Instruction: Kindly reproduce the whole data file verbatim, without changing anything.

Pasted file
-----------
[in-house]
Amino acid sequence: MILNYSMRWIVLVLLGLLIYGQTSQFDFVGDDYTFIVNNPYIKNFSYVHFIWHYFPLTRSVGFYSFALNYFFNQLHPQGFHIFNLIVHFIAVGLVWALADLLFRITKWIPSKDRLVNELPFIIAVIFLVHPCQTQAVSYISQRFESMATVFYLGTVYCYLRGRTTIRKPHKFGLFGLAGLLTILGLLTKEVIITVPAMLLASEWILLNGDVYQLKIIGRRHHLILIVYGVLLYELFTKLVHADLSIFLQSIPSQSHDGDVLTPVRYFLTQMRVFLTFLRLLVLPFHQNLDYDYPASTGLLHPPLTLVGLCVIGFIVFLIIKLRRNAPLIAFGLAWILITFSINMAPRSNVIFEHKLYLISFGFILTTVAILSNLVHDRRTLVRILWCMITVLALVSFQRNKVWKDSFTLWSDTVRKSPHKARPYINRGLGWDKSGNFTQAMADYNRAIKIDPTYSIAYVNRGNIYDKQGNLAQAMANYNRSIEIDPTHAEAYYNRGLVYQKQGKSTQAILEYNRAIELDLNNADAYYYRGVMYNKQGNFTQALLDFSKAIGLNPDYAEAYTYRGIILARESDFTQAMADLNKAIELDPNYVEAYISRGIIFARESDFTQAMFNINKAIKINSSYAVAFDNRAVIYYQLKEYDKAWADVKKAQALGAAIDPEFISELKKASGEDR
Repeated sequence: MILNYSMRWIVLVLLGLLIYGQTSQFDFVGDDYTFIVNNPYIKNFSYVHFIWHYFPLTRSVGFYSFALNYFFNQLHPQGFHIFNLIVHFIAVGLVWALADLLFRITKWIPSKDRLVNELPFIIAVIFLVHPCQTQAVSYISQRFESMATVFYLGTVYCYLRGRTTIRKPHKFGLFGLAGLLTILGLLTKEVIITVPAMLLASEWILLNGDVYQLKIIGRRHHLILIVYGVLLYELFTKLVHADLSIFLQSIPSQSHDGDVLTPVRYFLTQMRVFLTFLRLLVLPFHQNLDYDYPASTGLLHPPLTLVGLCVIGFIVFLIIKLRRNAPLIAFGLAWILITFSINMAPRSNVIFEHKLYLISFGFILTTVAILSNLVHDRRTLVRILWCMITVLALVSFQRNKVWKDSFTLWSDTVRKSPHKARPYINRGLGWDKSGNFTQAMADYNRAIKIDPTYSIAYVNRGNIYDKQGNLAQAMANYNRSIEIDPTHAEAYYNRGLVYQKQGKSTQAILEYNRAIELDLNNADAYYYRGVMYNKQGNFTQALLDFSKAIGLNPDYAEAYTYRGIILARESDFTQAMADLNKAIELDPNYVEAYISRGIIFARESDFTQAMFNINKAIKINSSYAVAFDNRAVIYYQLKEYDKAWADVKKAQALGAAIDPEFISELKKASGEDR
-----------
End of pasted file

[in-house]
Amino acid sequence: MILNYSMRWIVLVLLGLLIYGQTSQFDFVGDDYTFIVNNPYIKNFSYVHFIWHYFPLTRSVGFYSFALNYFFNQLHPQGFHIFNLIVHFIAVGLVWALADLLFRITKWIPSKDRLVNELPFIIAVIFLVHPCQTQAVSYISQRFESMATVFYLGTVYCYLRGRTTIRKPHKFGLFGLAGLLTILGLLTKEVIITVPAMLLASEWILLNGDVYQLKIIGRRHHLILIVYGVLLYELFTKLVHADLSIFLQSIPSQSHDGDVLTPVRYFLTQMRVFLTFLRLLVLPFHQNLDYDYPASTGLLHPPLTLVGLCVIGFIVFLIIKLRRNAPLIAFGLAWILITFSINMAPRSNVIFEHKLYLISFGFILTTVAILSNLVHDRRTLVRILWCMITVLALVSFQRNKVWKDSFTLWSDTVRKSPHKARPYINRGLGWDKSGNFTQAMADYNRAIKIDPTYSIAYVNRGNIYDKQGNLAQAMANYNRSIEIDPTHAEAYYNRGLVYQKQGKSTQAILEYNRAIELDLNNADAYYYRGVMYNKQGNFTQALLDFSKAIGLNPDYAEAYTYRGIILARESDFTQAMADLNKAIELDPNYVEAYISRGIIFARESDFTQAMFNINKAIKINSSYAVAFDNRAVIYYQLKEYDKAWADVKKAQALGAAIDPEFISELKKASGEDR
Repeated sequence: MILNYSMRWIVLVLLGLLIYGQTSQFDFVGDDYTFIVNNPYIKNFSYVHFIWHYFPLTRSVGFYSFALNYFFNQLHPQGFHIFNLIVHFIAVGLVWALADLLFRITKWIPSKDRLVNELPFIIAVIFLVHPCQTQAVSYISQRFESMATVFYLGTVYCYLRGRTTIRKPHKFGLFGLAGLLTILGLLTKEVIITVPAMLLASEWILLNGDVYQLKIIGRRHHLILIVYGVLLYELFTKLVHADLSIFLQSIPSQSHDGDVLTPVRYFLTQMRVFLTFLRLLVLPFHQNLDYDYPASTGLLHPPLTLVGLCVIGFIVFLIIKLRRNAPLIAFGLAWILITFSINMAPRSNVIFEHKLYLISFGFILTTVAILSNLVHDRRTLVRILWCMITVLALVSFQRNKVWKDSFTLWSDTVRKSPHKARPYINRGLGWDKSGNFTQAMADYNRAIKIDPTYSIAYVNRGNIYDKQGNLAQAMANYNRSIEIDPTHAEAYYNRGLVYQKQGKSTQAILEYNRAIELDLNNADAYYYRGVMYNKQGNFTQALLDFSKAIGLNPDYAEAYTYRGIILARESDFTQAMADLNKAIELDPNYVEAYISRGIIFARESDFTQAMFNINKAIKINSSYAVAFDNRAVIYYQLKEYDKAWADVKKAQALGAAIDPEFISELKKASGEDR